Keep it simple. Keep your planning simple, unless there’s a good reason to make it more complex.
Stay focused. Stay focused on the important things.
Keep moving. Keep moving toward your vision of the future, adjusting your plans as you learn what works.
Execution. Occupying a sprawling campus in Cary, North Carolina, software maker SAS has always been ranked in the top three positions on Fortune’s lists of “100 Best Companies to Work For” (No. 1 in 2010 and 2011, No. 2 in 2013 and 2014, and No. 3 in 2012). Its ability to execute effectively has also made it highly profitable and the world’s largest privately owned software company.
Execution: Getting Things Done
In implementing strategy and maintaining strategic control, what we are talking about is effective execution. Larry Bossidy, former CEO of AlliedSignal (later Honeywell), and Ram Charan, a business adviser to senior executives, are authors of Execution: The Discipline of Getting Things Done. 85 Execution, they say, is not simply tactics, it is a central part of any company’s strategy. It consists of using questioning, analysis, and follow-through to mesh strategy with reality, align people with goals, and achieve results promised.
Page 181How important is execution to organizational success in today’s global economy? A survey of 769 global CEOs from 40 countries revealed that “excellence in execution” was their most important concern—more important than “profit growth,” “customer loyalty,” “stimulating innovation,” and “finding qualified employees.”86
Bossidy and Charan outline how organizations and managers can improve the ability to execute. Effective execution requires managers to build a foundation for execution within three core processes found in any business: people, strategy, and operations.87
The Three Core Processes of Business: People, Strategy, & Operations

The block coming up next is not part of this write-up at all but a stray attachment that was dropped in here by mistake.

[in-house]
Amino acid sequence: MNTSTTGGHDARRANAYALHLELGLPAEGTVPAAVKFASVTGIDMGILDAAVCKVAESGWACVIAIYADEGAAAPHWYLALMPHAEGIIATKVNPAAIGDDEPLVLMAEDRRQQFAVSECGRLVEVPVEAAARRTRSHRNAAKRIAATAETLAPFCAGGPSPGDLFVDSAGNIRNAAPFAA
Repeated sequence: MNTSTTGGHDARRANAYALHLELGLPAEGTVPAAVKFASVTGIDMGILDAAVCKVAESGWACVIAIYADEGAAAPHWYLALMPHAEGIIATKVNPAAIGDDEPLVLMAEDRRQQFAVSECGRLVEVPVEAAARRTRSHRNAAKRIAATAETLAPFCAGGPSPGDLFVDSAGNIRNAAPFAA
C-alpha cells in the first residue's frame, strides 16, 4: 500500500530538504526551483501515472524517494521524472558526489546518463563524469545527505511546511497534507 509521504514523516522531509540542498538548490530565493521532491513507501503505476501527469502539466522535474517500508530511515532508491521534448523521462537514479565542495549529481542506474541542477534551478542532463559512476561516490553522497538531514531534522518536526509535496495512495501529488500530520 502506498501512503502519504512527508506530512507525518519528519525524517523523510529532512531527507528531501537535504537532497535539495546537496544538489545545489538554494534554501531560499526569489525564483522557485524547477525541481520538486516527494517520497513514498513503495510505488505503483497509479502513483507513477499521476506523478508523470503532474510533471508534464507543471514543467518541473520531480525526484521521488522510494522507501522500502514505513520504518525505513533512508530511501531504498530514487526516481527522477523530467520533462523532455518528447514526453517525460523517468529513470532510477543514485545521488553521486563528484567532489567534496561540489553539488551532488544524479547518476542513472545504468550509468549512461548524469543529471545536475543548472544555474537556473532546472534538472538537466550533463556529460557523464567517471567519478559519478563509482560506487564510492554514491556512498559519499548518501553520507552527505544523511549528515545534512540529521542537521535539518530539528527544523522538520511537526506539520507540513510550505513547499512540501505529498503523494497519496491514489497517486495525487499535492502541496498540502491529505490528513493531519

A company’s overall ability to execute is a function of effectively executing according to three processes: people, strategy, and operations. Because all work ultimately entails some human interaction, effort, or involvement, Bossidy and Charan believe that the people process is the most important.
The First Core Process—People: “You Need to Consider Who Will Benefit You in the Future” “If you don’t get the people process right,” say Bossidy and Charan, “you will never fulfill the potential of your business.” But today most organizations focus on evaluating the jobs people are doing at present, rather than considering which individuals can handle the jobs of the future. An effective leader tries to evaluate talent by linking people to particular strategic milestones, developing future leaders, dealing with nonperformers, and transforming the mission and operations of the human resource department.
The Second Core Process—Strategy: “You Need to Consider How Success Will Be Accomplished” In most organizations, the strategies developed fail to consider the “how” of execution. According to the authors, a good strategic plan addresses nine questions. (See Table 6.4 .) In considering whether the organization can execute the strategy, a leader must take a realistic and critical view of its capabilities and competencies. If it does not have the talent in finance, sales, and manufacturing to accomplish the vision, the chances of success are drastically reduced.